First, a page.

My literary agent made a polite and sincere request that I remove her contact information from my website. Yes, she is still my agent, and yes, everything is fine. But it brings up something I talk about when aspiring writers ask me about the industry.

There are approximately 6 major corporations that control the publishing industry. Each has dozens of imprints, causing the general public to assume there are more major players than there really are.

In order for your work to even be seen and considered by any of these companies, you must retain a literary agent. Agents have replaced “readers” – lower level employees publishers had on their payrolls back in olden days. The agent is the first line of defense against the ever-raging sea of the written word.

There are, perhaps, 1,200 legit, active literary agents currently working. Despite this fairly large number, getting one is nearly impossible. Everyone on the planet aspires to write the great American novel. Each day, each of these agents receives a few dozen queries – requests for the agent to look over a writer’s work. Do the math. That’s a lot of manuscripts.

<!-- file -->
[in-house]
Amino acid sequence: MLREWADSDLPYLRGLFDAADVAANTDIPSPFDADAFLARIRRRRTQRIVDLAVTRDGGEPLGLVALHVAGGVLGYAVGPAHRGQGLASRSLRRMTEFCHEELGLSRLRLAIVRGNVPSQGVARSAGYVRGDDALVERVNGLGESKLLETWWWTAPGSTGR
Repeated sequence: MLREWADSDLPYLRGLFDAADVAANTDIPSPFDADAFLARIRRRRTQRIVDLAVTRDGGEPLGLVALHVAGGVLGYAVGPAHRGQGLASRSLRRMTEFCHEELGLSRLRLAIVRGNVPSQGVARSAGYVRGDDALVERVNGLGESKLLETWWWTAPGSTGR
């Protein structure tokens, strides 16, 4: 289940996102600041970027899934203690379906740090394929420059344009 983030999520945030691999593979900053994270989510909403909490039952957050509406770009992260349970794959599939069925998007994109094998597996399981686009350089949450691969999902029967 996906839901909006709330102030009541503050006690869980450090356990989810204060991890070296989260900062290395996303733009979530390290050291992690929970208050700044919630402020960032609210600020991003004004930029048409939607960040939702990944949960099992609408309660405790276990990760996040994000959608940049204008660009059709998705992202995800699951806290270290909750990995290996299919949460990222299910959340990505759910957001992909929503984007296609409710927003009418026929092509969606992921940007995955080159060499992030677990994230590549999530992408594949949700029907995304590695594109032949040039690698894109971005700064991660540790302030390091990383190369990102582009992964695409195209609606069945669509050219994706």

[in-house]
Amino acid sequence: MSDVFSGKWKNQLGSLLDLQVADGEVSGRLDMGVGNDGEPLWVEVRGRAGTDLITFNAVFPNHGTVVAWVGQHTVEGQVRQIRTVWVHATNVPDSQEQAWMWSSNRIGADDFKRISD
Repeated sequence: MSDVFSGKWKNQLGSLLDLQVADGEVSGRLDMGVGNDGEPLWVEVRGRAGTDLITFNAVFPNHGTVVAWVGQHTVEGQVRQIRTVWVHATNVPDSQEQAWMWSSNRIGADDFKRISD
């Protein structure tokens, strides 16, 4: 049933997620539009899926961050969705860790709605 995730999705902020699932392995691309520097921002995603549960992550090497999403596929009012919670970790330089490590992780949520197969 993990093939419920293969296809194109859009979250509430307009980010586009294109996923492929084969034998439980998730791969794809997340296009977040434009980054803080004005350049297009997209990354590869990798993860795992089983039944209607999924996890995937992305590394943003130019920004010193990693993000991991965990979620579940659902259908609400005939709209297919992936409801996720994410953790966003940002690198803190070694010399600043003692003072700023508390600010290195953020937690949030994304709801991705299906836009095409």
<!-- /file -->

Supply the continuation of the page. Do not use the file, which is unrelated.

Thus, while people in other businesses are dying for customers, literary agents wish they had less to choose from for the sake of their simple sanity. More agents would not be the answer either. Many of those 1,200 barely make a living at it.

And so, many good agents have taken to trying to remove, rather than include, their contact info from various locations and publications. Each new posting only means a new surge of material they have little time to get to. Is the next Harry Potter in that big slush pile? Perhaps. But it’s almost become physically and financially impossible to know.

Consequently, I now assist my agent as she joins the Literary Witness Protection Program.